I'm so done.
It was a lovely morning.
It was a lovely morning.
I was up and ready to go for the second day of the women's and men's pre-assembly. We began with morning prayer, and then had Bible study. Here is my Bible study group.
We then moved into reports back from yesterday's separate meetings of men and women. This was the best part of the day. The women, we had a good day yesterday. But the men had prepared a whole statement. I think there were only a few North American men and European men - the majority were men from the global South. It was an amazing statement: about the gratitude men felt to be in solidarity with women, for their own commitments to continue to work for gender justice, their own understanding of how the construction of masculinity in many cultures means many of their brothers face homophobia and hatred, and confessing their fear of the repercussions they would face for being in solidarity with women and changing their own behaviors. I know I'm not writing this as well as the men said it. I was surprised. I was expected a watered-down statement, and instead we heard something powerful.
I find it problematic when Americans say that men in other countries are so patriarchal and sexist (since the U.S. isn't doing so well at gender equality)... and today the men from other parts of the world totally showed us up. I was so grateful for their presence and commitments.
We exited for lunch to this.
Yes, protests. I have to admit by this point I was tired and hungry (which is fairly typical of me, many days when I have all-day meetings). I know that we as Christians have lots of disagreements, and I'm fairly accustomed to seeing the Westboro Baptist Church picketing events I attend (PCUSA General Assemblies, presidential inaugurations). Here's an article discussing some of the disagreement among Korean Christians about the WCC. I'm not surprised; I think these issues show up in the U.S. among American Christians just as much. I figure there are people praying for my soul in these protests, and that can't hurt.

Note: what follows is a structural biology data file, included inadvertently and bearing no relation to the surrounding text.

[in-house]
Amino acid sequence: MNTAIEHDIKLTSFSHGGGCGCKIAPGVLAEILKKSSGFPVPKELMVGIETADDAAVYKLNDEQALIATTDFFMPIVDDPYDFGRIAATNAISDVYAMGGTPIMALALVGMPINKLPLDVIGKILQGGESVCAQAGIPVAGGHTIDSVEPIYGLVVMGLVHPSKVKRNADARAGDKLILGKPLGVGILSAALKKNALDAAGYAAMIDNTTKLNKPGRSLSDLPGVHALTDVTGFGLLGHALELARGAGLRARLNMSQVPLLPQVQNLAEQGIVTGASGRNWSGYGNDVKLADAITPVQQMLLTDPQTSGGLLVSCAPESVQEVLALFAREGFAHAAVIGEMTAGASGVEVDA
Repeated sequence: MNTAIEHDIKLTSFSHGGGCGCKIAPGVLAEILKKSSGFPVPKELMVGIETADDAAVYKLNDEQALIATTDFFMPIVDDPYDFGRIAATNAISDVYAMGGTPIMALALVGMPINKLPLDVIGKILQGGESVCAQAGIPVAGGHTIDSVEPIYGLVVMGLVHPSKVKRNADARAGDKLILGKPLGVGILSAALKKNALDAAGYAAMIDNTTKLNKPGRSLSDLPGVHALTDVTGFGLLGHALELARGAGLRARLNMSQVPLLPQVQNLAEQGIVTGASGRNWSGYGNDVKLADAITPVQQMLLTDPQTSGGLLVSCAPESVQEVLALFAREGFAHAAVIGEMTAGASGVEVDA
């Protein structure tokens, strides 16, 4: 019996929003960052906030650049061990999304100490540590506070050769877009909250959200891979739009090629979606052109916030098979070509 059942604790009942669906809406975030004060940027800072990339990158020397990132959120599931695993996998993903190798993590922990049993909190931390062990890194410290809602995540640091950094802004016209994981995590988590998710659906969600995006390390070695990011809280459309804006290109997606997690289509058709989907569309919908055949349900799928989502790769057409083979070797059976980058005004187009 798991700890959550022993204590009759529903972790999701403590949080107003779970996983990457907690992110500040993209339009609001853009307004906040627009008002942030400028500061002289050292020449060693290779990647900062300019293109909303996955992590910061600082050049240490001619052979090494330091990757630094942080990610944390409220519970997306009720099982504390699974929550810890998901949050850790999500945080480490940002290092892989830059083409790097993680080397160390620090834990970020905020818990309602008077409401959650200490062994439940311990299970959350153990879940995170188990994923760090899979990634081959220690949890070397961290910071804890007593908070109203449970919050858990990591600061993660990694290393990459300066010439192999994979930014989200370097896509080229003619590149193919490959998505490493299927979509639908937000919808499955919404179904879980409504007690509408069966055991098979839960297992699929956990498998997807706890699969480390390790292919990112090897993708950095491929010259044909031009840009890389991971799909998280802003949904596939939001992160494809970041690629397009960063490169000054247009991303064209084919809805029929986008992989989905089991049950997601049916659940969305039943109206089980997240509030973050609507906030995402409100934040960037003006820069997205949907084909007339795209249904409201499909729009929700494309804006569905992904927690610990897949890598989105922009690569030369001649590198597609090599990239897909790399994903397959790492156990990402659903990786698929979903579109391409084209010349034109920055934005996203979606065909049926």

I did have a fun lunch (dumplings and more dumplings) with some folks from the United Church of Canada, and then we headed back to hear about trafficking and sexual violence. At this point, I had a meltdown.
Nowadays my meltdowns are more about checking out than emotional explosions. I realized I had expected this pre-event would be a time to get to know other women, but also to think together about strategic engagement on gender justice issues through WCC and other church mechanisms. We listened to a lot of talking heads, a lot of presentations. Our interactions with one another felt limited, and we didn't get to strategy until late in the day today. So I had a meltdown that included checking out just enough to continue preparing for my committee work, and leaving a little early to go to the grocery store (I'm practical about my needs even in a meltdown).
I know this is not my most helpful contribution. However, I do feel prepared for my committee's work, and I have had some amazing conversations with other Christians, particularly Korean Christians. I am very grateful for these interactions, because they are shaping my orientation to the work of the General Assembly in the next ten days. And a highlight of my day, besides the mens' statement, was going to the steps outside the convention center with hundreds of other participants in the pre-assembly for a group picture, with women from all over the world singing "We Shall Overcome." This, from women who had just been discussing trafficking of women and children, and sexual violence. There is plenty of hope here. I can't wait for tomorrow, for the beginning of the assembly.